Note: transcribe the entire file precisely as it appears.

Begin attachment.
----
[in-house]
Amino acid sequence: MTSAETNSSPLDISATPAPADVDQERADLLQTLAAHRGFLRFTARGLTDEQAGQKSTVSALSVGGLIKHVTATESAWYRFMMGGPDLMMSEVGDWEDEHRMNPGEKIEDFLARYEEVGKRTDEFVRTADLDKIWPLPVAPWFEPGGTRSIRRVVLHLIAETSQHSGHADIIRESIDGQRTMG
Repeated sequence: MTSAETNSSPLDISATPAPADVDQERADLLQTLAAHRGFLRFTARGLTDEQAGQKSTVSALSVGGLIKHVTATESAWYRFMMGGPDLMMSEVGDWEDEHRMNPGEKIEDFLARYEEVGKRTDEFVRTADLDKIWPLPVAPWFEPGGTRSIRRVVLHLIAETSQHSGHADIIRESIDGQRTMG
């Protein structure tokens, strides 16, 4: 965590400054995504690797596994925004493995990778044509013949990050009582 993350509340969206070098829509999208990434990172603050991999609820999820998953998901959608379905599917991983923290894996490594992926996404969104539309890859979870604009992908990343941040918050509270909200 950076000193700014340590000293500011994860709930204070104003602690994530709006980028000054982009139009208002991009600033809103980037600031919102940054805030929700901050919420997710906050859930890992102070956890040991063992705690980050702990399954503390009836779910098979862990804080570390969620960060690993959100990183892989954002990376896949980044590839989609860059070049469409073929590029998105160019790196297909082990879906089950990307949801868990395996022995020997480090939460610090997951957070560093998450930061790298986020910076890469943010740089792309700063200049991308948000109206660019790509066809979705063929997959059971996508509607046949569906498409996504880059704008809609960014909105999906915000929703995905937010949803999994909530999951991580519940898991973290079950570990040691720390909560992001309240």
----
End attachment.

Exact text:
[in-house]
Amino acid sequence: MTSAETNSSPLDISATPAPADVDQERADLLQTLAAHRGFLRFTARGLTDEQAGQKSTVSALSVGGLIKHVTATESAWYRFMMGGPDLMMSEVGDWEDEHRMNPGEKIEDFLARYEEVGKRTDEFVRTADLDKIWPLPVAPWFEPGGTRSIRRVVLHLIAETSQHSGHADIIRESIDGQRTMG
Repeated sequence: MTSAETNSSPLDISATPAPADVDQERADLLQTLAAHRGFLRFTARGLTDEQAGQKSTVSALSVGGLIKHVTATESAWYRFMMGGPDLMMSEVGDWEDEHRMNPGEKIEDFLARYEEVGKRTDEFVRTADLDKIWPLPVAPWFEPGGTRSIRRVVLHLIAETSQHSGHADIIRESIDGQRTMG
């Protein structure tokens, strides 16, 4: 965590400054995504690797596994925004493995990778044509013949990050009582 993350509340969206070098829509999208990434990172603050991999609820999820998953998901959608379905599917991983923290894996490594992926996404969104539309890859979870604009992908990343941040918050509270909200 950076000193700014340590000293500011994860709930204070104003602690994530709006980028000054982009139009208002991009600033809103980037600031919102940054805030929700901050919420997710906050859930890992102070956890040991063992705690980050702990399954503390009836779910098979862990804080570390969620960060690993959100990183892989954002990376896949980044590839989609860059070049469409073929590029998105160019790196297909082990879906089950990307949801868990395996022995020997480090939460610090997951957070560093998450930061790298986020910076890469943010740089792309700063200049991308948000109206660019790509066809979705063929997959059971996508509607046949569906498409996504880059704008809609960014909105999906915000929703995905937010949803999994909530999951991580519940898991973290079950570990040691720390909560992001309240």